7 Wage and Hour Issues to Watch Under Biden

Law360 Employment Authority

Paul DeCamp and Michael S. Kun, Members of the Firm and co-chairs of the firm’s national Wage and Hour practice group, in the firm’s Washington, DC, and Los Angeles offices, respectively, co-authored an article in Law360 Employment Authority, titled “7 Wage and Hour Issues to Watch Under Biden.” (Read the full version – subscription required.)

Following is an excerpt (see below to download the full version in PDF format):

Last week saw the inauguration of our 46th president. 

Although perhaps not at the very top of the list of questions about the Biden administration, these two questions have to be somewhere on the list: What changes will we see in wage and hour law? And will the policies of former President Donald Trump remain in place?

Of course, it is not unusual for a new administration, with a newly appointed secretary of labor, to reverse — or refuse to enforce — the prior administration's policies.  

Indeed, it was just four years ago that the new administration's U.S. Department of Labor abandoned the Obama administration's DOL rule that would have increased the salary threshold for most white collar exemptions under the Fair Labor Standards Act, or FLSA, from $23,660, or $455 a week, to $47,476, or $913 a week.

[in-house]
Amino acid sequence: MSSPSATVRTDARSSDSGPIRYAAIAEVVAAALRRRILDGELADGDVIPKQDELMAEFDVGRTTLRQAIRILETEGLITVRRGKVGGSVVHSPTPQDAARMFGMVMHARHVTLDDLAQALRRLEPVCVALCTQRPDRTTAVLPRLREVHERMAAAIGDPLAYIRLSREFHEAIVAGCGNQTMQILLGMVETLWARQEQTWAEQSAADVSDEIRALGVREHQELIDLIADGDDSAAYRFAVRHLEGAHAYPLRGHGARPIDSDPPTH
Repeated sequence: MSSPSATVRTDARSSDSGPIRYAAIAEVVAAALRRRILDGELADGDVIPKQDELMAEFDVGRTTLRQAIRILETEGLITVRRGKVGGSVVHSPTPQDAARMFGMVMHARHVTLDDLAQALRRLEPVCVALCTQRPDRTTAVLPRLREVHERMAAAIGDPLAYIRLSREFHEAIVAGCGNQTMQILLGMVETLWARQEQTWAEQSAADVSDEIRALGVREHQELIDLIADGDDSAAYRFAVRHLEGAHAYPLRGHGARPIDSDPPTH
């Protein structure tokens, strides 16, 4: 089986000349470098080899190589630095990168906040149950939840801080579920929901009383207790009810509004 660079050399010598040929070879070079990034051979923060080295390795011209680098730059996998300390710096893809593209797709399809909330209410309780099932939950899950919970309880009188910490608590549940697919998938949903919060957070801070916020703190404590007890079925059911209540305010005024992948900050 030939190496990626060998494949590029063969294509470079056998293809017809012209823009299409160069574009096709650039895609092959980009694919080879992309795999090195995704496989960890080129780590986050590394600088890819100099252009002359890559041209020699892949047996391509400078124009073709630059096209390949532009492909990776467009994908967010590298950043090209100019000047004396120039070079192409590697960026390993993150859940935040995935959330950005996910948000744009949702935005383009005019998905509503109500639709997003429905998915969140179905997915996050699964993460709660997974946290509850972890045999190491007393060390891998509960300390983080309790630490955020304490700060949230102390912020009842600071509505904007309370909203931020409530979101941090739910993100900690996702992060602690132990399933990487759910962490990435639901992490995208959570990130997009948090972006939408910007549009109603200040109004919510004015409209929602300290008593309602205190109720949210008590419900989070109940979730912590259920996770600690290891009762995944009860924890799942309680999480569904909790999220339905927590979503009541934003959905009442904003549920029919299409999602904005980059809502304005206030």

Eventually, the new DOL raised the salary threshold for most white collar exemptions to $35,568. 

And eight years earlier, the former President Barack Obama's incoming administration withdrew close to two dozen wage and hour opinion letters issued in the final days of the George W. Bush administration — most of which the Trump DOL eventually restored.

There are a number of issues that the administration of President Joe Biden and a new DOL may focus on at some point during the next four years, be it through legislation, new rules implemented by the DOL or even executive orders. 

These issues may include the following.

  1. An Increase in the Federal Minimum Wage
  2. Abandoning the DOL's New Independent Contractor Test
  3. Adoption of a new Test for Independent Contractor Status — Perhaps One Based on California's Controversial A.B. 5
  4. Rejecting the DOL's new Tip Pooling Rule
  5. Raising the Salary Threshold for White Collar Exemptions
  6. Not Defending the DOL's Joint Employer Rule in Court
  7. Amending Federal Laws to Preclude Class and Collective Action Waivers